MIAMI - Here's one point that seemed to be missed this winter during the long, sometimes heated, debate on who would bat behind Ryan Howard, who would protect the defending National League MVP in the lineup:

It almost doesn't matter who manager Charlie Manuel writes into the fifth spot. Teams are probably going to pitch around Howard anyway.

What matters is that the next guy, whoever he is, makes the other team pay for the move often enough.

Pat Burrell did that last night at Dolphin Stadium and, partly as a result, the Phillies won their first game of the season, 8-2, over the Marlins.

In the third, Howard walked with a runner on first and two outs. Burrell followed by poking an RBI single to center.

In the seventh, with a runner on second and first base open with one out, Howard was walked intentionally. Burrell responded with his first home run of the season to break the game open and assure that a quality start by veteran lefty Jamie Moyer wouldn't be wasted.

And that helped the Phillies avoid getting off to an 0-4 start for the first time since, well, last year.

Burrell became a lightning rod for fan discontent in 2006, largely because he batted .222 with runners in scoring position.

This year, his surgically repaired right foot appears to be fully healed. That's allowed him to put more weight on his back foot. Manager Charlie Manuel and hitting coach Milt Thompson have encouraged him to bend over slightly.

So far, the results have been encouraging. He's still struck out five times, but he's also batting .400 with five RBI.

"As much as these guys get on base, no matter who they pitch around, there are going to be opportunities to drive in runs," Burrell said. "And, in my opinion, that's what I'm here to do.

"It's just one of those things. I have to keep it going. My foot isn't hurting me, which is great. I'm able to put more weight on my back foot, which I used to do. I got away from it without meaning to."

The Phillies had scored a total of nine runs while being swept at home by the Braves. They nearly matched that output last night.

Moyer was able to take advantage of that, holding the Marlins to two runs in his 6 2/3 innings.

"I watch Moyer and he amazes me," Manuel said. "I think he just has more patience than the hitter does."

Said the 44-year-old: "I didn't think I threw the ball particularly well. I wasn't sharp. But I knew we were going to win sooner or later. Hopefully this will create some momentum."

So much that went wrong in the opening losses against Atlanta went right this time around.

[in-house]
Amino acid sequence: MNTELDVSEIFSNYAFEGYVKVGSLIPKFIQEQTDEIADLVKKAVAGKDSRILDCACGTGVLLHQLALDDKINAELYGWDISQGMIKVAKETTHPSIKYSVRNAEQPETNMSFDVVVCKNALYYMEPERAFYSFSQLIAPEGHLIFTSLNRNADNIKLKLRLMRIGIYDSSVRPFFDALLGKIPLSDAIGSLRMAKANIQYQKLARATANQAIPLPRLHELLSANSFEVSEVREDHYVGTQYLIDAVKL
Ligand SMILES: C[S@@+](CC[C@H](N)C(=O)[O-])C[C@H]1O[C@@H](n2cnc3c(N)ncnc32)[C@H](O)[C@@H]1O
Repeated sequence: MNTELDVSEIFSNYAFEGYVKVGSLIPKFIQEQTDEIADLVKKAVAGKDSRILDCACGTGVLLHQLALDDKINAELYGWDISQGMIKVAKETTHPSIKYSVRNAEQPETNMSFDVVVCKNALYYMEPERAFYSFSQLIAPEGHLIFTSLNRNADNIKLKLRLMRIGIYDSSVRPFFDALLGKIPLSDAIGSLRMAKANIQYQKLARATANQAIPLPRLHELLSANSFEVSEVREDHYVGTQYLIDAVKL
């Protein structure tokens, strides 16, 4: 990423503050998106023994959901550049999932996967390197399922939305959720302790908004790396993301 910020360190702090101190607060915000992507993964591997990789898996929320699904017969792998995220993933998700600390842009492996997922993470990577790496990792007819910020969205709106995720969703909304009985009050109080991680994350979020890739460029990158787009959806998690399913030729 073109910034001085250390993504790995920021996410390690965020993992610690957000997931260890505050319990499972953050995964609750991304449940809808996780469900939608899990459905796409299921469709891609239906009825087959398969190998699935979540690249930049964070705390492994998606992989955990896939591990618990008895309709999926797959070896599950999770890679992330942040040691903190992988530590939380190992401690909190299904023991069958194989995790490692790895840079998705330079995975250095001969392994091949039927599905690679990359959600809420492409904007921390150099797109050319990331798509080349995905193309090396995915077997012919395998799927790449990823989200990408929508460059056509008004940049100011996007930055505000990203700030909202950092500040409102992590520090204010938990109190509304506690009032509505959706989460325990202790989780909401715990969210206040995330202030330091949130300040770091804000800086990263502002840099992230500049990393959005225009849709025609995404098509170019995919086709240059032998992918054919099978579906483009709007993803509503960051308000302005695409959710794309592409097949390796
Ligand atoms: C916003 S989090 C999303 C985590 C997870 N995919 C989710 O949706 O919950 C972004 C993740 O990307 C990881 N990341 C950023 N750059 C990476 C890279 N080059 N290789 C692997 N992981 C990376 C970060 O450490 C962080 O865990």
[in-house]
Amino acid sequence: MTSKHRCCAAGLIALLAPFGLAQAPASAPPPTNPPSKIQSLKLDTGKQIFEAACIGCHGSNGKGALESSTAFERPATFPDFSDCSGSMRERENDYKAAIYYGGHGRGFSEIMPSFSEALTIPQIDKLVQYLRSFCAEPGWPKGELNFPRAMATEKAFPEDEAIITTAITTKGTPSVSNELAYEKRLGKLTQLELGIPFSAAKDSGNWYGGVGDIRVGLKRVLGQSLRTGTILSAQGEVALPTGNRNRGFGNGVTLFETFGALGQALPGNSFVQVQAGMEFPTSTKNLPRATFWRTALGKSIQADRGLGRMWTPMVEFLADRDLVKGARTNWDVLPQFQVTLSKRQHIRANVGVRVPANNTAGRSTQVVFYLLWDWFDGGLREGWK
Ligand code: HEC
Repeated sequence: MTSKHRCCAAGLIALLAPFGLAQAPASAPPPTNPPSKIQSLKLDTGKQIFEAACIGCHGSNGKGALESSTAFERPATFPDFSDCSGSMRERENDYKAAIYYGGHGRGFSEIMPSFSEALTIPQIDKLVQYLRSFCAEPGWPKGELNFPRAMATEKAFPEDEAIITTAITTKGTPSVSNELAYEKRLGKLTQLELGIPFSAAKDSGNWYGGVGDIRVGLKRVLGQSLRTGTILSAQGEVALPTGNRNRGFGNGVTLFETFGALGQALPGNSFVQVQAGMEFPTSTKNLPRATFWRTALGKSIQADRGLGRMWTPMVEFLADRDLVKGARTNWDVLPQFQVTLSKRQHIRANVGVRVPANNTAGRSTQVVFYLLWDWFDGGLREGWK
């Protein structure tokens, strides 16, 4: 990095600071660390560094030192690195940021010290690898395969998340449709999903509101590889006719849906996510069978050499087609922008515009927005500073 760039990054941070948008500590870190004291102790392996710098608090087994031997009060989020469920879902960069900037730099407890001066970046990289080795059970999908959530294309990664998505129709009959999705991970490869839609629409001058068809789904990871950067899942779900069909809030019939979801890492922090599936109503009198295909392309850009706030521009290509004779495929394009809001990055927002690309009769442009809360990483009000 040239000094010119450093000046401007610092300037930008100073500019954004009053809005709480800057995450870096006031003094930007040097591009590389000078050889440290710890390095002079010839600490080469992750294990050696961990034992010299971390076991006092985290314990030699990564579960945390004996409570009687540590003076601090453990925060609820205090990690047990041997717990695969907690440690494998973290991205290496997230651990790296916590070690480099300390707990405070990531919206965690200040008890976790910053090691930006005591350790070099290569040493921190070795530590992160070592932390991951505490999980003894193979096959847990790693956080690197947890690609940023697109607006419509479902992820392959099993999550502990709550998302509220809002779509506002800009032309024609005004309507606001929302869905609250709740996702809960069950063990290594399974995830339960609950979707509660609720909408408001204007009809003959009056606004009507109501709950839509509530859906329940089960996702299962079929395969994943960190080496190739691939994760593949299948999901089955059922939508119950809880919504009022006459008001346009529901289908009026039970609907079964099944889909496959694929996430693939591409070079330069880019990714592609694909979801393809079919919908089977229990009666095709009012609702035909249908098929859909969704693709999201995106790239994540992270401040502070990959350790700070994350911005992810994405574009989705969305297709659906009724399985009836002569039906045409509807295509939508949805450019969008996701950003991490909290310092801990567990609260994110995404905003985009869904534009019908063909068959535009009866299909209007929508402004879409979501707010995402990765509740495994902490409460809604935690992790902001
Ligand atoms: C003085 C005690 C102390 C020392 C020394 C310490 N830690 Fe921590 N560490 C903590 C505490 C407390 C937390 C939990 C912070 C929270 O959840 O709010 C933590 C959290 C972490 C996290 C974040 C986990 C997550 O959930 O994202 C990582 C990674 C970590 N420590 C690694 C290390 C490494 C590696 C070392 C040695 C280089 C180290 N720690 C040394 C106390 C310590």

In the losses, the Phillies didn't take advantage of their opportunities. They were 5-for-28 (.179) with runners in scoring position.

Last night, they were 3-for-8 and turned two Florida errors into four unearned runs against starter Sergio Mitre.

In the losses, the bullpen was tagged with two of the defeats and a blown save. Last night, Antonio Alfonseca and Geoff Geary combined for 2 1/3 shutout innings.

In the losses, they wasted strong starts by Brett Myers and Cole Hamels. Last night, they took advantage of Moyer's tenacity.

Manuel sat on the bench before the game and gestured toward the five flagpoles on the upper rim of Dolphin Stadium, high above the rightfield corner. From left to right, they represent the National League East standings.

The placement confirmed what the Phillies' manager knew all too well: His team was in last place. It reminded him of something that happened almost 2 years ago, in late May, when he was sitting in almost exactly the same spot.

"[Former general manager] Ed Wade pointed to those flags and said, 'Looky there, we're in last place,' " he recalled. "We were [five] games under .500. After that, we went to Atlanta and had dinner on the off night and got into kind of an argument about it, but then we went on to win [15 out of 17] and got right back in the race."

Clearly, Manuel is hoping for the same sort of turnaround this year. But, as we are so often reminded, you have to play them one at a time.

And in the one that was played last night, the Phillies won.

When Manuel enters the dugout tomorrow, the Phillies will still be in last place. But they'll share the spot with the Washington Nationals.

It's a start. *